# Should I use design patterns or an algorithm? And what's the difference?

I have been given a task of finding the permutations of the letters of a given word. For example, if the given word is like then possible answers are liek, lkie, and so on. This can be implemented in any language, but the rule is not to use any built-in functions/API to find the combinations.

We know that design patterns are for solving any problem with a given solution. For example, Information Expert is a design pattern. Is there any design pattern for finding combinations? Or will design patterns not suit for this situation? Will I have to learn a good algorithm for finding the solution? In that case, what’s the difference between an algorithm and a design pattern? Both try to solve the problem in a good, efficient way, right?

Please correct me if I’m wrong!

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Are you just making random changes to the string? Finding all the possible combinations of the letters? The problem is not very well specified, IMO... – Dean Harding Mar 20 '11 at 11:11
I'm just swapping the first two letters and check in the answer list(which hold answers) for duplicates, if they found already then i will skip,then i will swap the next second and third letter and keep on goes untill i found the answer. The loop will get exit if it done all the combinations, that is before entering the loop i will found the number of possible of combinations which then act as upper bound for my loop! – Ant's Mar 20 '11 at 11:20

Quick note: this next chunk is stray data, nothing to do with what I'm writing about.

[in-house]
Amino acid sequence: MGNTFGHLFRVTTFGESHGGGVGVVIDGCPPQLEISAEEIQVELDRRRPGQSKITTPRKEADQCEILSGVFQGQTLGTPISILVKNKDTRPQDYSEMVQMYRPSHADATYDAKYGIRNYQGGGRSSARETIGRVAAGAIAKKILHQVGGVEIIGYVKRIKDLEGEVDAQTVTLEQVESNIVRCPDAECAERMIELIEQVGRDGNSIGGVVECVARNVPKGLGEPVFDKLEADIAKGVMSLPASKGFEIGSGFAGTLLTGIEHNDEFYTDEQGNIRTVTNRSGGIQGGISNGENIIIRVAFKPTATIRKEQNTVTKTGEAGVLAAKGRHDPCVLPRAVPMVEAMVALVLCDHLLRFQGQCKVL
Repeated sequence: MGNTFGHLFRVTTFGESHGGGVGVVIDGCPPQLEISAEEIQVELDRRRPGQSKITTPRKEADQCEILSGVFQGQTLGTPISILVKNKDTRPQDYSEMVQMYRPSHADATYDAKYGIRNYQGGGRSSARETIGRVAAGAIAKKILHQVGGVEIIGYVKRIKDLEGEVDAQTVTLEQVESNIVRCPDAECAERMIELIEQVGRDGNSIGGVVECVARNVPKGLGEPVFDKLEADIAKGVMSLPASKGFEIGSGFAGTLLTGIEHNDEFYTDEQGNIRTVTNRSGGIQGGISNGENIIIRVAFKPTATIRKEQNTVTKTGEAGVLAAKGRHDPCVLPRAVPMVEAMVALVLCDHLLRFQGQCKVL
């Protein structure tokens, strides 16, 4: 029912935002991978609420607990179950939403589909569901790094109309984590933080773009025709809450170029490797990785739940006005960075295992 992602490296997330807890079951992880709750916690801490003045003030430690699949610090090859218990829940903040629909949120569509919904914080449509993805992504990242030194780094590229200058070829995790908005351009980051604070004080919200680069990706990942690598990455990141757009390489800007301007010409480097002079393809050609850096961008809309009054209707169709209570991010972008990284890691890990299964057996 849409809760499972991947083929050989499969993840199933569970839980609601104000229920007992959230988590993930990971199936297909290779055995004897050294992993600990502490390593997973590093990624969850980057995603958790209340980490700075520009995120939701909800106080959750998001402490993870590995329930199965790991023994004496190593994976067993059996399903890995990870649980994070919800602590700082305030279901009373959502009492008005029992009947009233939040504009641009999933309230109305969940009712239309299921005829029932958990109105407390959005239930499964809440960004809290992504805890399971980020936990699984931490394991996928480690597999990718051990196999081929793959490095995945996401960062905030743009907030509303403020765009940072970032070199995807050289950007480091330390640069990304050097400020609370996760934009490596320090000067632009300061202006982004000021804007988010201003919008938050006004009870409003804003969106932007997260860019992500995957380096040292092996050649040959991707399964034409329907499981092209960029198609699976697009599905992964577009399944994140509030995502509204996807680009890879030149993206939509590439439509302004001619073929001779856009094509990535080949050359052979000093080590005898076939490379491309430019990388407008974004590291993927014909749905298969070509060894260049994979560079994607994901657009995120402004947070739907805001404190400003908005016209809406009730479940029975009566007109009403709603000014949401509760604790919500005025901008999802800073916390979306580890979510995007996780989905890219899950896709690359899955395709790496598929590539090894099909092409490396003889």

That sounds.... expensive! – Kenneth Mar 20 '11 at 15:28
The number of combinations is n! for a n letter word assuming all letters are unique. Handling duplicate letters could be a major pain with this kind of problem but this does seem like a common Combinatorics problem to my mind. – JB King Mar 24 '11 at 22:13
You say you're looking for combinations, but your example is of finding permutations. Also, the number of combinations for a string of length n containing no duplicate letters is not n!; the number of permutations is. – user16764 Apr 21 '11 at 16:22